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P.D James: The Woman Who Changed My Writing

On Thursday afternoon, travelling home from a meeting at university, I’m mid-phone call with my friend when he announces that P.D James has died. It seems to have been a year of deaths for the celebrity and writing community, but something about James’s passing really hit me. Which is probably why it’s taken me two days to write down my thoughts about it.

In the final year of my undergraduate degree, I opted to write my dissertation on detective fiction. To my utter dismay, I was paired with a lecturer who, whilst being a complete expert in her chosen field, had no interest or knowledge in the area in which I was exploring for my project. Four weeks into my dissertation meetings, I presented to her the three authors (and their respective works) that I would be investigating, analysing, and using as a blueprint for my own writing. P.D James was one of them. Conan Doyle and Raymond Chandler were the other two, and so, as a young female writer interested in female writers, James had a place in my heart from that point forwards.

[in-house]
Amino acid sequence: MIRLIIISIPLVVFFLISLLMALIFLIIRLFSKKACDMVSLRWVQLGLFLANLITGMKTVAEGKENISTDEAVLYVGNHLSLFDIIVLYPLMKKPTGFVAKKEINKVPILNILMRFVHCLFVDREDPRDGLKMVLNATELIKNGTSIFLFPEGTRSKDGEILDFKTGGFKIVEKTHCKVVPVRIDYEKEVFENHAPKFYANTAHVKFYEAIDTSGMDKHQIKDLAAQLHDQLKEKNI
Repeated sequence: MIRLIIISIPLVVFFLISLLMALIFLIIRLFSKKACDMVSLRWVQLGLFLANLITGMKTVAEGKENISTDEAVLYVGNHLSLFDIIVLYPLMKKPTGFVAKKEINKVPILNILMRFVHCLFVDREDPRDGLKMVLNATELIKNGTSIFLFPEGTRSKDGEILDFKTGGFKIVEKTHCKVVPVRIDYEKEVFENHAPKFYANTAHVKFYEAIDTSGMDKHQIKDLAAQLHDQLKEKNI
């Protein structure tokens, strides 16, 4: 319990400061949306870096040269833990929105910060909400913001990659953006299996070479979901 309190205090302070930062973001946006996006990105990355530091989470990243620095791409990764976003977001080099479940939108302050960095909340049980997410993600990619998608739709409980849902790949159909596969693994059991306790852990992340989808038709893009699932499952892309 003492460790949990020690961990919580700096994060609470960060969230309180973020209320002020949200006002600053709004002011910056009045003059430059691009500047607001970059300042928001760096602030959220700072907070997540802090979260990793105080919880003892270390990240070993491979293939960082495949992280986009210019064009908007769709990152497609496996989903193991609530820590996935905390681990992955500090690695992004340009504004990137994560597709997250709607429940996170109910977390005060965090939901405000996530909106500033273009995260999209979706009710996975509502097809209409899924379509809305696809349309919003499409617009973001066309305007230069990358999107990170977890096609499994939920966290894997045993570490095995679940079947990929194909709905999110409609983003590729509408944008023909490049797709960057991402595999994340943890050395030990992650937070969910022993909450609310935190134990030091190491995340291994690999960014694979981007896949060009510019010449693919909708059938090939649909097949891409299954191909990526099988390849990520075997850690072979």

‘They’re just such random choices, I don’t understand why you’ve picked these authors,’ she said to me, in front of a seminar room full of fellow students.

‘Because they’re the best,’ I replied.

And I stand by that.

The first novel that I read by P.D James, and the first book that was officially planted on my dissertation bibliography, was Cover Her Face. And it was a wonderful read. The novel was first published back in 1962, and it was James’s first - although from the standard, you would never have known. James’s writing was stunning from the opening sentence to the final page, and she became a positive influence for me from that point in so many ways. Not only was she a wonderful author, but she was also a woman, writing in the genre of crime and detective fiction.

Now, a short while on from my undergraduate degree, I’m now doing my PhD for which I am researching the role of gender in crime, both fiction and non-fiction, with a mind to writing my own crime novel. In many ways, for planting the initial seed in the form of Cover Her Face, right the way through the Death Comes To Pemberley, I have P.D James to thank for the position in which I now find myself.

She was, is, and undoubtedly always will be, one of the finest crime writers we will ever know.


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